To further their claim about the legality of the meetings held last May, attorneys presented what was said to be a photocopy of a page from town council member Mary Beth Hynes' personal calendar, on which the date of one meeting was allegedly marked "secret meeting."
"Petitioners have presented no evidence to prove the validity of the alleged calendar page," wrote Williams in his decision.
The source of the calendar page remains anonymous.
Hynes said Sunday she hopes attention will now be turned back to other town business.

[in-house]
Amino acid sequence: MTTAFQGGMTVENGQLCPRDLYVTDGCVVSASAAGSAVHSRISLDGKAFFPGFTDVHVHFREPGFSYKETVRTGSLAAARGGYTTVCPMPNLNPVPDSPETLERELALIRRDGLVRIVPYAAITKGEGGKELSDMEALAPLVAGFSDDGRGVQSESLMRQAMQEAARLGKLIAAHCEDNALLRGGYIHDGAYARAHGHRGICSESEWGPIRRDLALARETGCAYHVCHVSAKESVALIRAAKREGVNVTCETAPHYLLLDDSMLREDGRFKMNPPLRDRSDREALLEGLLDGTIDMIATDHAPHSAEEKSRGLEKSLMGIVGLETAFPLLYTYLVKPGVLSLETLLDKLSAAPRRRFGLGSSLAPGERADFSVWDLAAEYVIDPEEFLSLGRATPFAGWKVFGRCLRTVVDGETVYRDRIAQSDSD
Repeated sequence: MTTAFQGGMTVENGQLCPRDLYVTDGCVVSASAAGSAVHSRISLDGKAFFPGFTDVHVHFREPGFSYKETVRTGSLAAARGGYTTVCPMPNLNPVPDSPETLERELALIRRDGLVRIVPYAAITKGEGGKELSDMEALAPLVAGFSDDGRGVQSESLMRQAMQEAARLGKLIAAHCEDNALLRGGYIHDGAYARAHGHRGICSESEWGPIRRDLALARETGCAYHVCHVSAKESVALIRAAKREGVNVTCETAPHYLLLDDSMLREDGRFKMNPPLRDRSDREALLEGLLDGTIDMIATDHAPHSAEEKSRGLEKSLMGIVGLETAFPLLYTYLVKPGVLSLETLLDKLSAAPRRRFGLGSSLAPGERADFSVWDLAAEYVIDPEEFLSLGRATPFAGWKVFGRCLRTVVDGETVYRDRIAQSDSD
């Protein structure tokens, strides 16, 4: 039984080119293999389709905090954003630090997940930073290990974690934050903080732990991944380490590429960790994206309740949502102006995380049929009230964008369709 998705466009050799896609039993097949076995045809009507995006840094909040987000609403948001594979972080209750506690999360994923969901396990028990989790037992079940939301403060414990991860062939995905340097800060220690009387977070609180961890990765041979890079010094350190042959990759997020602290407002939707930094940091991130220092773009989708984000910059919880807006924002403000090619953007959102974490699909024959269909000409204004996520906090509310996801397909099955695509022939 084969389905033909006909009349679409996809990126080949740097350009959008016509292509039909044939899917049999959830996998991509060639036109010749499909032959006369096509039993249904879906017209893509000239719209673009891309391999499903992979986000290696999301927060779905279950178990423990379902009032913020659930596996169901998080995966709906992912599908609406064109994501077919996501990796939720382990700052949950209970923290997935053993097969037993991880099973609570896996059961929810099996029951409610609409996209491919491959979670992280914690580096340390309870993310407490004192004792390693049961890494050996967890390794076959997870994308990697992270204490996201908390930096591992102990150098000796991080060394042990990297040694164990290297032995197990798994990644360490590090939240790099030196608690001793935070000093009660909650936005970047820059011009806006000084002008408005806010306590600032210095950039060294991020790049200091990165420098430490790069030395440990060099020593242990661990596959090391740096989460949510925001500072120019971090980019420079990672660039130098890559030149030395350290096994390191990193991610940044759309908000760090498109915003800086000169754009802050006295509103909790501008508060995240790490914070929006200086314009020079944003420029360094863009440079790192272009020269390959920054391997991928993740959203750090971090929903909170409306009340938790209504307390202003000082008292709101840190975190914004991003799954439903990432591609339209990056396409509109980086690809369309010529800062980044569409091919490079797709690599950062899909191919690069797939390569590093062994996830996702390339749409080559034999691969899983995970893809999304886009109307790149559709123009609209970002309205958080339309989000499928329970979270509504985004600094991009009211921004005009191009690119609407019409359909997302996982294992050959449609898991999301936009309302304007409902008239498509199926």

"Now that the court has dismissed the third lawsuit, brought by the Rossi family, I really hope that we can put this issue to rest once and for all," said Hynes. "The proposed Wal-Mart was the wrong project for the town of Ballston, and the court has held that the town did nothing wrong in rejecting it. I believe that the town council did the right thing by the residents of Ballston. I, for one, am ready to bury the hatchet and to move forward for the good of the town."
Hynes said the town board is not against working on other ideas for the Rossi property.
"Let's focus our energies now on taking a fresh look at the Rossis parcel and cooperatively coming up with a project that does fit, and that will work for the town," said Hynes.
The Rossis said Saturday they intend to pursue legal action.
"We'll appeal in Albany under a different judge," said Marozzi. "We can't expect a fair decision at this point with the local political connections.""